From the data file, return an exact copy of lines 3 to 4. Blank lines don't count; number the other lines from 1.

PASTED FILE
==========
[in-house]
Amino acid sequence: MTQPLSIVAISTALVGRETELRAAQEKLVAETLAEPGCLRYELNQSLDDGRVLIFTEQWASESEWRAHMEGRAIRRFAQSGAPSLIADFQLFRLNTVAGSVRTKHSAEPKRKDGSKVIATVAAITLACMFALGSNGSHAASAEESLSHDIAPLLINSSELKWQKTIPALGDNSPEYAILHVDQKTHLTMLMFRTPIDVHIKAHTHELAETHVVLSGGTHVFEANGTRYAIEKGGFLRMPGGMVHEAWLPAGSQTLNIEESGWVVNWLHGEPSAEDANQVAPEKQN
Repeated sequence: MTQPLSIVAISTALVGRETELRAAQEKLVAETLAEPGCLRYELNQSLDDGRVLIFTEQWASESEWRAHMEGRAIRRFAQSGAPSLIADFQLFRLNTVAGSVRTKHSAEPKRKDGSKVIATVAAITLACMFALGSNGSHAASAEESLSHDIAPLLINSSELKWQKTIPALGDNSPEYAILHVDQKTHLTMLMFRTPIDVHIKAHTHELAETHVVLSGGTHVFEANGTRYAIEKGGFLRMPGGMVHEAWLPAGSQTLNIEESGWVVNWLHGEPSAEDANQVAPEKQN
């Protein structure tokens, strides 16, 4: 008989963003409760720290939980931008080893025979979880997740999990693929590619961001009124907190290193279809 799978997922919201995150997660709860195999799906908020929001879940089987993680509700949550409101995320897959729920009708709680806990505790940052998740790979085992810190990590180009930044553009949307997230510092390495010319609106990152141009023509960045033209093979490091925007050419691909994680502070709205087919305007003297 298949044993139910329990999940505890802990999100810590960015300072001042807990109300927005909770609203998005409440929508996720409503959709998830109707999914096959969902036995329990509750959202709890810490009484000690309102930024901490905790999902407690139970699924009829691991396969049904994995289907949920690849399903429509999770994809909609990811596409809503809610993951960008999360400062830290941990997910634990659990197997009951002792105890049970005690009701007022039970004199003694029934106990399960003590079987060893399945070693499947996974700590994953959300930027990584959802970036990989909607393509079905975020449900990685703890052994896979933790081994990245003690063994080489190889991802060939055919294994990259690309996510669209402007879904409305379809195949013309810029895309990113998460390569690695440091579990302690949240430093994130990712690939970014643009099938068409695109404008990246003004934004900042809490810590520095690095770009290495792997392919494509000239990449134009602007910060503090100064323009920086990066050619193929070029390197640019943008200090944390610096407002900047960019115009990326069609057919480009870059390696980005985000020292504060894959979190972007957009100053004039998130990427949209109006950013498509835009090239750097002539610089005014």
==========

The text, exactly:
Repeated sequence: MTQPLSIVAISTALVGRETELRAAQEKLVAETLAEPGCLRYELNQSLDDGRVLIFTEQWASESEWRAHMEGRAIRRFAQSGAPSLIADFQLFRLNTVAGSVRTKHSAEPKRKDGSKVIATVAAITLACMFALGSNGSHAASAEESLSHDIAPLLINSSELKWQKTIPALGDNSPEYAILHVDQKTHLTMLMFRTPIDVHIKAHTHELAETHVVLSGGTHVFEANGTRYAIEKGGFLRMPGGMVHEAWLPAGSQTLNIEESGWVVNWLHGEPSAEDANQVAPEKQN
């Protein structure tokens, strides 16, 4: 008989963003409760720290939980931008080893025979979880997740999990693929590619961001009124907190290193279809 799978997922919201995150997660709860195999799906908020929001879940089987993680509700949550409101995320897959729920009708709680806990505790940052998740790979085992810190990590180009930044553009949307997230510092390495010319609106990152141009023509960045033209093979490091925007050419691909994680502070709205087919305007003297 298949044993139910329990999940505890802990999100810590960015300072001042807990109300927005909770609203998005409440929508996720409503959709998830109707999914096959969902036995329990509750959202709890810490009484000690309102930024901490905790999902407690139970699924009829691991396969049904994995289907949920690849399903429509999770994809909609990811596409809503809610993951960008999360400062830290941990997910634990659990197997009951002792105890049970005690009701007022039970004199003694029934106990399960003590079987060893399945070693499947996974700590994953959300930027990584959802970036990989909607393509079905975020449900990685703890052994896979933790081994990245003690063994080489190889991802060939055919294994990259690309996510669209402007879904409305379809195949013309810029895309990113998460390569690695440091579990302690949240430093994130990712690939970014643009099938068409695109404008990246003004934004900042809490810590520095690095770009290495792997392919494509000239990449134009602007910060503090100064323009920086990066050619193929070029390197640019943008200090944390610096407002900047960019115009990326069609057919480009870059390696980005985000020292504060894959979190972007957009100053004039998130990427949209109006950013498509835009090239750097002539610089005014």